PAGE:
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Clippings: Isaiah Hartenstein has convincingly won the backup center battle

This could make it easier to cut ties with impending free agent Serge Ibaka.

LA Clippers v Orlando Magic Photo by Fernando Medina/NBAE via Getty Images

When the Clippers signed Isaiah Hartenstein in the offseason — and put him through a training camp battle with Harry Giles — the expectation was that the 23-year-old would serve as a stopgap backup until Serge Ibaka was healthy enough to return.

Hartenstein manned that position with aplomb while Ibaka recovered from back surgery, to the point that Ibaka didn’t have a place in the rotation. After two games, the veteran center went down to the G League to regain his condition so he could better impact the Clippers. It worked to an extent, but Ibaka essentially shifted over to power forward, playing more than half of his minutes next to either Hartenstein or Ivica Zubac.

It wasn’t until Hartenstein injured his ankle, and Zubac then entered health and safety protocols, that Ibaka got real center rotation minutes. And once all three bigs were healthy, Ty Lue pledged to give all three a chance, at least in the first half, in each game. But over the past seven games with all of them available, it’s become clear that there is a pecking order at the big man position, and Hartenstein is not at the bottom.

LA Clippers v Washington Wizards
Serge Ibaka can shoot from distance, but that’s the only thing he does better than Isaiah Hartenstein at this point in their careers.
Photo by Stephen Gosling/NBAE via Getty Images

The German-American is a better defender than Ibaka both at the rim, where opponents shoot six percent worse with him on the court, and in space. He is a secondary hub on offense, springing the Clippers’ shooters and drivers open with his handoffs, his favorite partner obviously being Luke Kennard. And if it weren’t for his propensity to foul so much, Hartenstein might even be an option as a starter.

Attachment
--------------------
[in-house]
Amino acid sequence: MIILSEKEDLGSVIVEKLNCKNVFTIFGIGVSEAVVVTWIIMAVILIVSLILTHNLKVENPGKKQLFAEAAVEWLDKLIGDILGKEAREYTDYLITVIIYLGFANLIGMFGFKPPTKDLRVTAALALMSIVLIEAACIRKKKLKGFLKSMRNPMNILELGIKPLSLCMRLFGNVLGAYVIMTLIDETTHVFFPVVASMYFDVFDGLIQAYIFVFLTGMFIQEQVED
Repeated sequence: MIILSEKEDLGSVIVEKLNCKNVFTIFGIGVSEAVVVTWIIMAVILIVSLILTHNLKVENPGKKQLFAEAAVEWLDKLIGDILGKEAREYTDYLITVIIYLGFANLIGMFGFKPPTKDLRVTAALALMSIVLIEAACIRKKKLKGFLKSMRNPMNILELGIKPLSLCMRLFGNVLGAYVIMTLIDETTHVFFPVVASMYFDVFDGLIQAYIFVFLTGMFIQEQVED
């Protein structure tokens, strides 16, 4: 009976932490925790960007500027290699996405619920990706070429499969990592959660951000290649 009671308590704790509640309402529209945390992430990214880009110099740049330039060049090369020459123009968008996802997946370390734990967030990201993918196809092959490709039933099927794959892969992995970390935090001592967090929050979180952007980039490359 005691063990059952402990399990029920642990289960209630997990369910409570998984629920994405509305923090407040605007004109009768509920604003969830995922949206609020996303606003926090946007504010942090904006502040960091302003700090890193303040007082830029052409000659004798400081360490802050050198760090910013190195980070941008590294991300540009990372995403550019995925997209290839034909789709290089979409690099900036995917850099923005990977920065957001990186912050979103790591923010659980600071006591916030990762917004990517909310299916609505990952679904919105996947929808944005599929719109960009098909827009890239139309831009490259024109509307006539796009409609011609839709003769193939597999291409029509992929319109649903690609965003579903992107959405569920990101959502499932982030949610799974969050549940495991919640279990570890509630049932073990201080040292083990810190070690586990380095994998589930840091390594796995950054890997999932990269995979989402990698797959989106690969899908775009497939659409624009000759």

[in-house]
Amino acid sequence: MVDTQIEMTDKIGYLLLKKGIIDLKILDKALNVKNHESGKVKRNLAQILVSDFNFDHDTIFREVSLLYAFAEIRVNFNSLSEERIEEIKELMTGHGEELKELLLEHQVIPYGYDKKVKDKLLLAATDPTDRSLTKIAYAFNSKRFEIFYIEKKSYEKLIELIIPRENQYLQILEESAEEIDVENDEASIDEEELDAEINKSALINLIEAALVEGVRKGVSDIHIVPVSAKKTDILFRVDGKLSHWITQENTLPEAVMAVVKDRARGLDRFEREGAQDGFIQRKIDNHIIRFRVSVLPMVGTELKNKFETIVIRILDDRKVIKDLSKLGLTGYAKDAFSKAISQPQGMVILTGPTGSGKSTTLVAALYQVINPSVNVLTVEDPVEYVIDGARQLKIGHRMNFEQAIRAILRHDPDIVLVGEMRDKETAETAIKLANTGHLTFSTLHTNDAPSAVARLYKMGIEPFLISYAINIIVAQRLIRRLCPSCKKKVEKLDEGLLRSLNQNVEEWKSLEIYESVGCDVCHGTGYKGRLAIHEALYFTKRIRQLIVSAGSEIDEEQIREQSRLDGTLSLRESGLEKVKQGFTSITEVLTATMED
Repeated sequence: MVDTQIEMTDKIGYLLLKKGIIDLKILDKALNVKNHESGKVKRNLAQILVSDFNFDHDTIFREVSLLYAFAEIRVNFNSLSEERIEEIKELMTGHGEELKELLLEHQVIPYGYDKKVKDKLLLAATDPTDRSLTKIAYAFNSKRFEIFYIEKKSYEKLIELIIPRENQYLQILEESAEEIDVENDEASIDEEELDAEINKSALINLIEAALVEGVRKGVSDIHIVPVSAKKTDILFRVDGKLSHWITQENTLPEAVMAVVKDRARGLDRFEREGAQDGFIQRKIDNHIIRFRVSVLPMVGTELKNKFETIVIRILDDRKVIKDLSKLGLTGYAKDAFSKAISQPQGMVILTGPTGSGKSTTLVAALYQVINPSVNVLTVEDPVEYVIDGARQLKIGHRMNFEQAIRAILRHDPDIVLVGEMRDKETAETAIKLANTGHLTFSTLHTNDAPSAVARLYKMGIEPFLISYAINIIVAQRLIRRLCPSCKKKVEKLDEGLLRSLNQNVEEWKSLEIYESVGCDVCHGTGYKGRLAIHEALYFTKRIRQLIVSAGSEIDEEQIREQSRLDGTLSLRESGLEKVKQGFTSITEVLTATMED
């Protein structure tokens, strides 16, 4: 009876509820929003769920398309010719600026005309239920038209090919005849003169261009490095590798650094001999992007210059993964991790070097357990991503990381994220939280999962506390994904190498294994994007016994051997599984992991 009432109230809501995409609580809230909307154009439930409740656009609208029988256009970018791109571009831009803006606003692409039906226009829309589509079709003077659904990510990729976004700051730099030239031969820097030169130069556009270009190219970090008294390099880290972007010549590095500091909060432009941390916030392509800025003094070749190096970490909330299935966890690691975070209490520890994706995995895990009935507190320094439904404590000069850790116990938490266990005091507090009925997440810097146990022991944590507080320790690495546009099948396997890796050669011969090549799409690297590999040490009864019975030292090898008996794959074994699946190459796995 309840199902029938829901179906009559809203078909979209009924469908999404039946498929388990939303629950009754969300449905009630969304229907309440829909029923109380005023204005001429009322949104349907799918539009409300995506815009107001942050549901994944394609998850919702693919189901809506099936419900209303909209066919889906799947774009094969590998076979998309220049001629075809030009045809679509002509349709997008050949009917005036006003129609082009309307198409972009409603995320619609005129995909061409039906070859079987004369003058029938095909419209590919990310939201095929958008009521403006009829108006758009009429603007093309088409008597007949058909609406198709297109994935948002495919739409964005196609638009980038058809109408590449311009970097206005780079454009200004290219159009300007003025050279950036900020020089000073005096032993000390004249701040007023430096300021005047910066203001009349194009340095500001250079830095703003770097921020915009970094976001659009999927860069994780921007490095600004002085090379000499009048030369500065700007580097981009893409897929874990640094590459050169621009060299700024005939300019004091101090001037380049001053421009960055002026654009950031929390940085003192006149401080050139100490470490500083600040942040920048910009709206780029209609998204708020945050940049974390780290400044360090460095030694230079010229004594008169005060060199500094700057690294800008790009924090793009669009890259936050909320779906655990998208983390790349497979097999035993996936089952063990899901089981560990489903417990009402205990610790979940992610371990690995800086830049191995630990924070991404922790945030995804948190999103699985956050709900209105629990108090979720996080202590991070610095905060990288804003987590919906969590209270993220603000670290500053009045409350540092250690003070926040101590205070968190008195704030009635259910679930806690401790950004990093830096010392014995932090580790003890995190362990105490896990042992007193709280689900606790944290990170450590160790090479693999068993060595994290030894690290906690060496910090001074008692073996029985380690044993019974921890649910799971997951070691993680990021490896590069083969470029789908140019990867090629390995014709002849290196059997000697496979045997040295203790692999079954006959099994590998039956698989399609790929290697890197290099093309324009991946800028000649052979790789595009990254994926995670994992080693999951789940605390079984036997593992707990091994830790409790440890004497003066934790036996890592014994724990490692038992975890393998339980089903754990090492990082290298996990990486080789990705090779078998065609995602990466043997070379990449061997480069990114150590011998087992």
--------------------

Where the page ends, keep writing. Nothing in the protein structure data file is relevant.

The statistical chasm between Hartenstein and Ibaka has become too glaring to ignore. Over the past seven games, the Clippers have a plus-17.5 net rating with Hartenstein on the floor and minus-17.4 when Ibaka plays. The younger big is a more effective scorer and playmaker whose primary defect is that he doesn’t space the floor, but the Clippers have enough scorers to mitigate that weakness.

At this point, the Clippers have to consider moving on from Ibaka. He’ll be an unrestricted free agent this offseason, so he might leave anyway, and the Clippers could use the roster spot. They need to sign Amir Coffey to a full-time contract to avoid losing him this summer, and that prospect is far more frightening than parting ways with Ibaka.

It wouldn’t be surprising to see Ibaka moved at the trade deadline for that reason. He has had his chance to prove his value to this team; unfortunately for the veteran big man, the Clippers have a better option who deserves those minutes.

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